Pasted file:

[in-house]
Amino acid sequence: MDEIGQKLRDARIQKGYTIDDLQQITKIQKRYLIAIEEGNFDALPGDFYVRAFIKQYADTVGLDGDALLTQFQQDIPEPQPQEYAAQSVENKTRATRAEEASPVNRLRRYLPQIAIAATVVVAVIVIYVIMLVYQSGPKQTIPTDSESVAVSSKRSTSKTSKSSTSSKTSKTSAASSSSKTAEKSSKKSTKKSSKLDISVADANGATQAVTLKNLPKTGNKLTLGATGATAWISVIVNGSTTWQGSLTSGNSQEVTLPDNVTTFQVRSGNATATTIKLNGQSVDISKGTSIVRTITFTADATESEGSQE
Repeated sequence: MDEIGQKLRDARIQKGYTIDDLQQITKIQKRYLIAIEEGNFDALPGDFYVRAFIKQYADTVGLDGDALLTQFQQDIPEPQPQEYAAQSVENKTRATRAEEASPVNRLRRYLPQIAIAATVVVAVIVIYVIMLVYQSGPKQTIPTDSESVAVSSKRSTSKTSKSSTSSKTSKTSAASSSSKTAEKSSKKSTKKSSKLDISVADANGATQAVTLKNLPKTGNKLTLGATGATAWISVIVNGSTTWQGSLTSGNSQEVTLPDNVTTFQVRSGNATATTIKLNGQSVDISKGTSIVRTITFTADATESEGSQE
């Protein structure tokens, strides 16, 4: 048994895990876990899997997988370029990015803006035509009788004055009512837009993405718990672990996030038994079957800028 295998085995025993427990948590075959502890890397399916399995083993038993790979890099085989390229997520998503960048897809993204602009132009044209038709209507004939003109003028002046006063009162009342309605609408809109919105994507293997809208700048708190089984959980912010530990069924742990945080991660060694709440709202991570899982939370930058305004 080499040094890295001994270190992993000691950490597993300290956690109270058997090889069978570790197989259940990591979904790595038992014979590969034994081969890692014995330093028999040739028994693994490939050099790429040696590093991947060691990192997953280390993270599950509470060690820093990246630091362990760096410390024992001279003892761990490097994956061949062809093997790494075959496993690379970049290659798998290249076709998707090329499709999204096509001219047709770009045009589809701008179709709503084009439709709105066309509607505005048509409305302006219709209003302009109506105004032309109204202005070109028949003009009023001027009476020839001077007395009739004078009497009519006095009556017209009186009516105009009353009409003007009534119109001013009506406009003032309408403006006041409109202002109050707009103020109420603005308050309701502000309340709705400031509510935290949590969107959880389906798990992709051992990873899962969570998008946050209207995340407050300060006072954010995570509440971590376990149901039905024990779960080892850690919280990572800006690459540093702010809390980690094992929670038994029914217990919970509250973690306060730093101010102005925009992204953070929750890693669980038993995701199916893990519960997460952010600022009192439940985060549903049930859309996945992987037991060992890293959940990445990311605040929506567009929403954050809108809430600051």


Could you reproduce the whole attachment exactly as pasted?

[in-house]
Amino acid sequence: MDEIGQKLRDARIQKGYTIDDLQQITKIQKRYLIAIEEGNFDALPGDFYVRAFIKQYADTVGLDGDALLTQFQQDIPEPQPQEYAAQSVENKTRATRAEEASPVNRLRRYLPQIAIAATVVVAVIVIYVIMLVYQSGPKQTIPTDSESVAVSSKRSTSKTSKSSTSSKTSKTSAASSSSKTAEKSSKKSTKKSSKLDISVADANGATQAVTLKNLPKTGNKLTLGATGATAWISVIVNGSTTWQGSLTSGNSQEVTLPDNVTTFQVRSGNATATTIKLNGQSVDISKGTSIVRTITFTADATESEGSQE
Repeated sequence: MDEIGQKLRDARIQKGYTIDDLQQITKIQKRYLIAIEEGNFDALPGDFYVRAFIKQYADTVGLDGDALLTQFQQDIPEPQPQEYAAQSVENKTRATRAEEASPVNRLRRYLPQIAIAATVVVAVIVIYVIMLVYQSGPKQTIPTDSESVAVSSKRSTSKTSKSSTSSKTSKTSAASSSSKTAEKSSKKSTKKSSKLDISVADANGATQAVTLKNLPKTGNKLTLGATGATAWISVIVNGSTTWQGSLTSGNSQEVTLPDNVTTFQVRSGNATATTIKLNGQSVDISKGTSIVRTITFTADATESEGSQE
């Protein structure tokens, strides 16, 4: 048994895990876990899997997988370029990015803006035509009788004055009512837009993405718990672990996030038994079957800028 295998085995025993427990948590075959502890890397399916399995083993038993790979890099085989390229997520998503960048897809993204602009132009044209038709209507004939003109003028002046006063009162009342309605609408809109919105994507293997809208700048708190089984959980912010530990069924742990945080991660060694709440709202991570899982939370930058305004 080499040094890295001994270190992993000691950490597993300290956690109270058997090889069978570790197989259940990591979904790595038992014979590969034994081969890692014995330093028999040739028994693994490939050099790429040696590093991947060691990192997953280390993270599950509470060690820093990246630091362990760096410390024992001279003892761990490097994956061949062809093997790494075959496993690379970049290659798998290249076709998707090329499709999204096509001219047709770009045009589809701008179709709503084009439709709105066309509607505005048509409305302006219709209003302009109506105004032309109204202005070109028949003009009023001027009476020839001077007395009739004078009497009519006095009556017209009186009516105009009353009409003007009534119109001013009506406009003032309408403006006041409109202002109050707009103020109420603005308050309701502000309340709705400031509510935290949590969107959880389906798990992709051992990873899962969570998008946050209207995340407050300060006072954010995570509440971590376990149901039905024990779960080892850690919280990572800006690459540093702010809390980690094992929670038994029914217990919970509250973690306060730093101010102005925009992204953070929750890693669980038993995701199916893990519960997460952010600022009192439940985060549903049930859309996945992987037991060992890293959940990445990311605040929506567009929403954050809108809430600051």